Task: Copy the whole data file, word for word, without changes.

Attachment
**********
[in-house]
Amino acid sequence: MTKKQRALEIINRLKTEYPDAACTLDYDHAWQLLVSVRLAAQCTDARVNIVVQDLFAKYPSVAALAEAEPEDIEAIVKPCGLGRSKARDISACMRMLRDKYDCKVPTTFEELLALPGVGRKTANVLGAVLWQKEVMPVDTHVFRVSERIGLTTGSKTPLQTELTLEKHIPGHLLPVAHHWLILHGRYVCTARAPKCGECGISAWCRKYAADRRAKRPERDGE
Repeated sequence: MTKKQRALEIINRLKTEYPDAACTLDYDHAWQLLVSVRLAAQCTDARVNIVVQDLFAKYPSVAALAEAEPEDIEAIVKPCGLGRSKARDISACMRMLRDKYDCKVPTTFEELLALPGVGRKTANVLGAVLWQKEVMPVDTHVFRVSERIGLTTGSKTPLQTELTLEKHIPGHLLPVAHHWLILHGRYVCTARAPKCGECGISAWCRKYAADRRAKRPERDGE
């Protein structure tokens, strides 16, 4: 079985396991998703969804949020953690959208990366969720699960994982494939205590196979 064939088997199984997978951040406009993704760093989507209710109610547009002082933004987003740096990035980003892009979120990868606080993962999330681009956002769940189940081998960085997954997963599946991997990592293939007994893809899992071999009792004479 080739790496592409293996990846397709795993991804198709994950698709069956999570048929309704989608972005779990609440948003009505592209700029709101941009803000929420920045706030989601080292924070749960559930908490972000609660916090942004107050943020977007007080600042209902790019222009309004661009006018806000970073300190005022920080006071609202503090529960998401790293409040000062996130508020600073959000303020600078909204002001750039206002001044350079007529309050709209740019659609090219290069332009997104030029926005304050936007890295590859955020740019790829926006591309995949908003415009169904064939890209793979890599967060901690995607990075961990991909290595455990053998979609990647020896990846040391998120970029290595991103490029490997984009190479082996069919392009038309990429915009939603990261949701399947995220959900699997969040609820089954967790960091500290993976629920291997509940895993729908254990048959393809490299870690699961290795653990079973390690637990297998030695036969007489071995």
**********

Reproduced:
[in-house]
Amino acid sequence: MTKKQRALEIINRLKTEYPDAACTLDYDHAWQLLVSVRLAAQCTDARVNIVVQDLFAKYPSVAALAEAEPEDIEAIVKPCGLGRSKARDISACMRMLRDKYDCKVPTTFEELLALPGVGRKTANVLGAVLWQKEVMPVDTHVFRVSERIGLTTGSKTPLQTELTLEKHIPGHLLPVAHHWLILHGRYVCTARAPKCGECGISAWCRKYAADRRAKRPERDGE
Repeated sequence: MTKKQRALEIINRLKTEYPDAACTLDYDHAWQLLVSVRLAAQCTDARVNIVVQDLFAKYPSVAALAEAEPEDIEAIVKPCGLGRSKARDISACMRMLRDKYDCKVPTTFEELLALPGVGRKTANVLGAVLWQKEVMPVDTHVFRVSERIGLTTGSKTPLQTELTLEKHIPGHLLPVAHHWLILHGRYVCTARAPKCGECGISAWCRKYAADRRAKRPERDGE
């Protein structure tokens, strides 16, 4: 079985396991998703969804949020953690959208990366969720699960994982494939205590196979 064939088997199984997978951040406009993704760093989507209710109610547009002082933004987003740096990035980003892009979120990868606080993962999330681009956002769940189940081998960085997954997963599946991997990592293939007994893809899992071999009792004479 080739790496592409293996990846397709795993991804198709994950698709069956999570048929309704989608972005779990609440948003009505592209700029709101941009803000929420920045706030989601080292924070749960559930908490972000609660916090942004107050943020977007007080600042209902790019222009309004661009006018806000970073300190005022920080006071609202503090529960998401790293409040000062996130508020600073959000303020600078909204002001750039206002001044350079007529309050709209740019659609090219290069332009997104030029926005304050936007890295590859955020740019790829926006591309995949908003415009169904064939890209793979890599967060901690995607990075961990991909290595455990053998979609990647020896990846040391998120970029290595991103490029490997984009190479082996069919392009038309990429915009939603990261949701399947995220959900699997969040609820089954967790960091500290993976629920291997509940895993729908254990048959393809490299870690699961290795653990079973390690637990297998030695036969007489071995």